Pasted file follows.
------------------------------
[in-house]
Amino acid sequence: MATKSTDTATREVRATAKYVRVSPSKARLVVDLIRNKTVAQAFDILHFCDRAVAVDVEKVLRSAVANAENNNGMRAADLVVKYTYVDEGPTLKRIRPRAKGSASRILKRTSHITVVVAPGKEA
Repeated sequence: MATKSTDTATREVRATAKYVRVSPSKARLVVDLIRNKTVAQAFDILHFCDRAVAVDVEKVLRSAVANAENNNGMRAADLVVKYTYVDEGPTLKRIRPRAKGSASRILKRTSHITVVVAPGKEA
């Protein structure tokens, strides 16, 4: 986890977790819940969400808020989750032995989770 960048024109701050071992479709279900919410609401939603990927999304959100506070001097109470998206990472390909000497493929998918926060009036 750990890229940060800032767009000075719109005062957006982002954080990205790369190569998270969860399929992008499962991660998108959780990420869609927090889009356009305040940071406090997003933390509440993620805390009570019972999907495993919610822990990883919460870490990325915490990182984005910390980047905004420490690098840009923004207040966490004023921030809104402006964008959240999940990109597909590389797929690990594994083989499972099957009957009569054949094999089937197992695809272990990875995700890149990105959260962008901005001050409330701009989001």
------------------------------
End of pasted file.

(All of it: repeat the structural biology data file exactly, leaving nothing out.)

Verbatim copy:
[in-house]
Amino acid sequence: MATKSTDTATREVRATAKYVRVSPSKARLVVDLIRNKTVAQAFDILHFCDRAVAVDVEKVLRSAVANAENNNGMRAADLVVKYTYVDEGPTLKRIRPRAKGSASRILKRTSHITVVVAPGKEA
Repeated sequence: MATKSTDTATREVRATAKYVRVSPSKARLVVDLIRNKTVAQAFDILHFCDRAVAVDVEKVLRSAVANAENNNGMRAADLVVKYTYVDEGPTLKRIRPRAKGSASRILKRTSHITVVVAPGKEA
């Protein structure tokens, strides 16, 4: 986890977790819940969400808020989750032995989770 960048024109701050071992479709279900919410609401939603990927999304959100506070001097109470998206990472390909000497493929998918926060009036 750990890229940060800032767009000075719109005062957006982002954080990205790369190569998270969860399929992008499962991660998108959780990420869609927090889009356009305040940071406090997003933390509440993620805390009570019972999907495993919610822990990883919460870490990325915490990182984005910390980047905004420490690098840009923004207040966490004023921030809104402006964008959240999940990109597909590389797929690990594994083989499972099957009957009569054949094999089937197992695809272990990875995700890149990105959260962008901005001050409330701009989001």